Food or health care? For many of the poorest working families, that may no longer be an option should Senator Max Baucus’ health care bill become law. Through an individual mandate enforced by tax punishments, all adult Americans will be required either to purchase a health care plan or pay a fine. While only a nuisance for more affluent families, this has the potential to injure low-wage workers by decreasing real wages, increasing layoffs and reducing job opportunities. Should the poorest American workers be responsible to fund health care form?
Baucus’ plan would require all Americans between 133% and 400% of the Federal Poverty Level to pay a sliding percentage of their income for health care, increasing as the worker earns more. For an individual earning $19,915 annually, they would be required to spend as much as $1,145 on health insurance premiums, the rest to be covered by their employer. Based on the Bureau of Labor Statistics Consumer Expenditure Survey, an individual in this salary range spends roughly $268 per month on food. That comes to over four months of food, spent instead on mandatory health insurance.
Of course, this same individual could opt out of health insurance, but they would be responsible for a tax of $750 for a service that they do not receive. These numbers are mimicked even for a family of four at 300% of the Federal Poverty Level earning almost $70,000, which could be responsible for an $8,337 mandatory health plan. With BLS data, this sum could feed this family for almost a year, but should this family opt out they could be on the hook for a $3,800 fee to remain uninsured. Never before have Americans been obligated to pay so much for nothing.
All of the numbers above were based on this individual keeping their job, but even this is not guaranteed. Firms would be required to pay the difference between their employee’s contribution and the actual cost of health care, and since employees from affluent backgrounds would foot more of their own bills, employers would be less inclined to higher those who need work the most. This low-income worker trying to support a family would not be able to compete against another job candidate already covered as a dependent on the policy of a higher-income parent or spouse. Moreover, money does not grow on trees, and firms must cut their newly acquired losses by either raising prices for their goods or lowering wages. Employees just above 133% of the Federal Poverty Level, the new cutoff for Medicaid, would likely see their wages cut to move them onto government programs, and in states with high minimum wages, this could drive firms to layoff or reduce hours to maintain profits. A provision that caps firms compensating for health insurance at $400 times the total number of workers would provide yet another incentive for firms to hire individuals and families able to pay their way, rather than those most in need.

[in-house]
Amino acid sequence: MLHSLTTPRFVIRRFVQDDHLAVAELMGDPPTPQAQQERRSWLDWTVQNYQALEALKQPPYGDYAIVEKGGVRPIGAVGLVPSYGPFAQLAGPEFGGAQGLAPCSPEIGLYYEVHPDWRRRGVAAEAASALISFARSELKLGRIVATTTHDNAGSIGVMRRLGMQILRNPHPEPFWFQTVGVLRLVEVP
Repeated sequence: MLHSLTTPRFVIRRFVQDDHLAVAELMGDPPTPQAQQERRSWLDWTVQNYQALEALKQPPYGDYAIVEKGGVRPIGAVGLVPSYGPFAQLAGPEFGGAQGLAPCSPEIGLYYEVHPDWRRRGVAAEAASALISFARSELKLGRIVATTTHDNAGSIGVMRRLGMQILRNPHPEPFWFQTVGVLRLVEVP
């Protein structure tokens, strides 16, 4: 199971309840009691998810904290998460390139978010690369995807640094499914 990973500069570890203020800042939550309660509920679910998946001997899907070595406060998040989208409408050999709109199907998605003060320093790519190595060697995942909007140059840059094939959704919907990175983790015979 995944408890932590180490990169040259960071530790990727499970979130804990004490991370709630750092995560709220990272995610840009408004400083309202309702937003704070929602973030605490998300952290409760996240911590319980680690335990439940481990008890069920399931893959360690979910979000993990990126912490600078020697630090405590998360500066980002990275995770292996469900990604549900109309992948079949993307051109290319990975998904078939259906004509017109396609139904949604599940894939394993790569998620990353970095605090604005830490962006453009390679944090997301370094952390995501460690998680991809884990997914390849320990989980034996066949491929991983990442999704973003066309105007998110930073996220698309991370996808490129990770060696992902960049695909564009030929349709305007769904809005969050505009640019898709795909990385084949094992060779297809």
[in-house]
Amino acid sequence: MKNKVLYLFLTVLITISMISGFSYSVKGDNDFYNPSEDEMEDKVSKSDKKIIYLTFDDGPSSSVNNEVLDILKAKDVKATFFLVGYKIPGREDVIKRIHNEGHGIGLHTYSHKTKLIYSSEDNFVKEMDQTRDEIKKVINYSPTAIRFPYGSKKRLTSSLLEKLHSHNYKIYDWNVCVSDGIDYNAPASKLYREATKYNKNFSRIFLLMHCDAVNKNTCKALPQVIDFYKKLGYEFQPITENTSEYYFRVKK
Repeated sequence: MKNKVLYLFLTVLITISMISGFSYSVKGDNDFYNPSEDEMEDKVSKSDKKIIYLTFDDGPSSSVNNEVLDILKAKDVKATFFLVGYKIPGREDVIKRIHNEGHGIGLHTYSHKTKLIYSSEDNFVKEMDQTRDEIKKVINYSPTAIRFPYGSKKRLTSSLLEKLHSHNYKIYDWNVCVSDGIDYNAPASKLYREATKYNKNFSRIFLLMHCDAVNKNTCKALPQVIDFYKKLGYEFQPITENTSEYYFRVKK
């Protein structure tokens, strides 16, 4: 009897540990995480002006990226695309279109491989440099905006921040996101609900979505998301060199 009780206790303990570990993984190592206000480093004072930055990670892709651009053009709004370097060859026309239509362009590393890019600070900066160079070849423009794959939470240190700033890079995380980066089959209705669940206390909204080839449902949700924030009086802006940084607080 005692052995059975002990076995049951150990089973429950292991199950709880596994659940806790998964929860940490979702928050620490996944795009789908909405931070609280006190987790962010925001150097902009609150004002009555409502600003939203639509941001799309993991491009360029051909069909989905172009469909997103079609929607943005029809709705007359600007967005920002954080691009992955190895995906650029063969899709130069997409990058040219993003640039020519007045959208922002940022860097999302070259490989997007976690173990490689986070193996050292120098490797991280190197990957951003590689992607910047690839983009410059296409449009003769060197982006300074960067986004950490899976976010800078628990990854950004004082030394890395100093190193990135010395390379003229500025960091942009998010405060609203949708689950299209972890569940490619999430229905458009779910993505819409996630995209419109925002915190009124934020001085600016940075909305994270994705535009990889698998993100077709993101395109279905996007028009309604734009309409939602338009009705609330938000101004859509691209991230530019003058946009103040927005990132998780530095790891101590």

Health care reform is needed, but changes that would endanger the well-being of the poorest working class are not the correct way to fix the system. While a single-step fix may be attractive to politicians, problems with the health insurance industry are far too widespread, far too interwoven into the fabric of our economy; a one-time fix would be like slapping a band-aid on an amputated limb. What we should do is tailor our reform with systematic alterations to enhance the delivery system and lower costs. Health reform is absolutely necessary, but we should not require that those least capable finance the changes.